With the opening sacrifice being made, Romulus set to work on the first item on the construction itinerary: laying out the circuit of the city’s walls. He did this using a plow pulled by a pair of white cattle, with the hope that the walls which were to be built would never be penetrated by the city’s enemies. The furrow which his plow dug would become the first outline of a city that would one day become the master of the known world. In time, it would spread out to encompass the other six hills of the adjacent countryside (this event is traditionally regarded as taking place on December 11 – click here for an article that I wrote about this event), becoming “the City of the Seven Hills” (Livy, From the Founding of the City, book 1, chapter 7; Ovid, Fasti, book 4, “April 21”).
No ancient author wrote down the exact date that the city of Rome was founded by Romulus. Tradition stated that the city was founded on April 21, but there was disagreement as to which particular year this happened. The Greek writer Timaeus of Tauromenium, writing in the 3rd Century BC, said that Rome was established thirty-eight years before the first Olympic Games, which would make the city founded in either 814 or 813 BC. However, all of the subsequent ancient Greek and Roman writers on this subject asserted that Rome was established sometime during the middle 700s BC, with different writers giving different dates. An official date would not be established until the 1st Century BC, when it became generally accepted that 753 BC was the year that Rome was born, although the evidence to support this date was rather sketchy (Dionysius of Halicarnassus, Roman Antiquities, book 1, chapters 72-75; Gary Forsythe, A Critical History of Early Rome. Berkeley: University of California Press, 2005. Page 94).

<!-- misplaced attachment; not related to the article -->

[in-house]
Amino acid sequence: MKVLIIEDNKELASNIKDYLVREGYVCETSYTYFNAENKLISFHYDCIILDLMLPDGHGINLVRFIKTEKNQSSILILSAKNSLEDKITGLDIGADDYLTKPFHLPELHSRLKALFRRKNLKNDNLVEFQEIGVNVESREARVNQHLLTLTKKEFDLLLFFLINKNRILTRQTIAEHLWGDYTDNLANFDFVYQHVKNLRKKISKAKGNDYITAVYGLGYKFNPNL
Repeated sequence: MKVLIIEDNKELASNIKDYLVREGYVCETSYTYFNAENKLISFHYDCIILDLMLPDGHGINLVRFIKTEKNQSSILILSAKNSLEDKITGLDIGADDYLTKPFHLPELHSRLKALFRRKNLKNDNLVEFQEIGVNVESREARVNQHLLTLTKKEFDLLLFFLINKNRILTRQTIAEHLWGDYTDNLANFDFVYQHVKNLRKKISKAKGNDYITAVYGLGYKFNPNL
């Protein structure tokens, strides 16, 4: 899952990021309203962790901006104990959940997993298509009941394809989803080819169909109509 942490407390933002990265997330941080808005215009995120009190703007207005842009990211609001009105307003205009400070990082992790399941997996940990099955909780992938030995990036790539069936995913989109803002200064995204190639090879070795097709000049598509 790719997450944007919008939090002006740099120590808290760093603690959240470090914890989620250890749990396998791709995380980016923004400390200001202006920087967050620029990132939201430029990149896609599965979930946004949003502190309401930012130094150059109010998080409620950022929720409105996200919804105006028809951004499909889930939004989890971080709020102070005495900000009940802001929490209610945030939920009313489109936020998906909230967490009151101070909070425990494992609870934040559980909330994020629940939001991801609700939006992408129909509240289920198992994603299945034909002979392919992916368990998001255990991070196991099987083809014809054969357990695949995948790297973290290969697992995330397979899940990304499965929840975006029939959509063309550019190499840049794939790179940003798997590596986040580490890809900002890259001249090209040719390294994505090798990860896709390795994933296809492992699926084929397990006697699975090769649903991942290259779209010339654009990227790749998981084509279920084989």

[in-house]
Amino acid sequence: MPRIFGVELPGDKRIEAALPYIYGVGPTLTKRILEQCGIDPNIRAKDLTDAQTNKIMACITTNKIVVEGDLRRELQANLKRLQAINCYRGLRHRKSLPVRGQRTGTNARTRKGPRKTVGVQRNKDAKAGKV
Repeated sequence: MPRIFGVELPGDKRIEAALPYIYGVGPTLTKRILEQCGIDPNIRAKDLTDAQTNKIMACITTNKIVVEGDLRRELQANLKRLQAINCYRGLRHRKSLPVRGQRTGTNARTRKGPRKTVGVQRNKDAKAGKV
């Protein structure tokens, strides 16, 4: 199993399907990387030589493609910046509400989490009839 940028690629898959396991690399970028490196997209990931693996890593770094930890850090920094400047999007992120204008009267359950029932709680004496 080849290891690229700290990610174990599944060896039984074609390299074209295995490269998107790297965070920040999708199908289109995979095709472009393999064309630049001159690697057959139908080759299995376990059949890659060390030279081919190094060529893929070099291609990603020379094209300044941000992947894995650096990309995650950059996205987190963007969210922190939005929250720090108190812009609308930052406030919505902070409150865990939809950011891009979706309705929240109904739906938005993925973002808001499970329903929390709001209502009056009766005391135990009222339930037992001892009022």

Regardless of which particular year Rome was founded (even the ancient Romans themselves argued about this), it was universally agreed that April 21 was Rome’s birthday. So, this April 21, raise a hearty Samian-ware goblet of your finest Italian wine to the honor of Roma Urbs Aeterna, “Rome, the Eternal City”. May she forever stand and continue to inspire all. Roma Invicta.
Dionysius of Halicarnassus. Roman Antiquities, book 1, chapters 72-75. Translated by Earnest Cary. Loeb Classical Library, Harvard University Press, 1937. https://penelope.uchicago.edu/Thayer/E/Roman/Texts/Dionysius_of_Halicarnassus/home.html.
Livy. From the Founding of the City, book 1, chapters 1-7. Translated by Reverend Canon Roberts (1905). https://en.wikisource.org/wiki/From_the_Founding_of_the_City/Book_1.
Ovid. Fasti, book 4, “April 21”. Translated by A. S. Kline (2004). https://www.poetryintranslation.com/PITBR/Latin/OvidFastiBkFour.php.
Forsythe, Gary. A Critical History of Early Rome. Berkeley: University of California Press, 2005.
Smith, William, ed. Dictionary of Greek and Roman Antiquities, Second Edition. London: Walton and Maberly, 1859.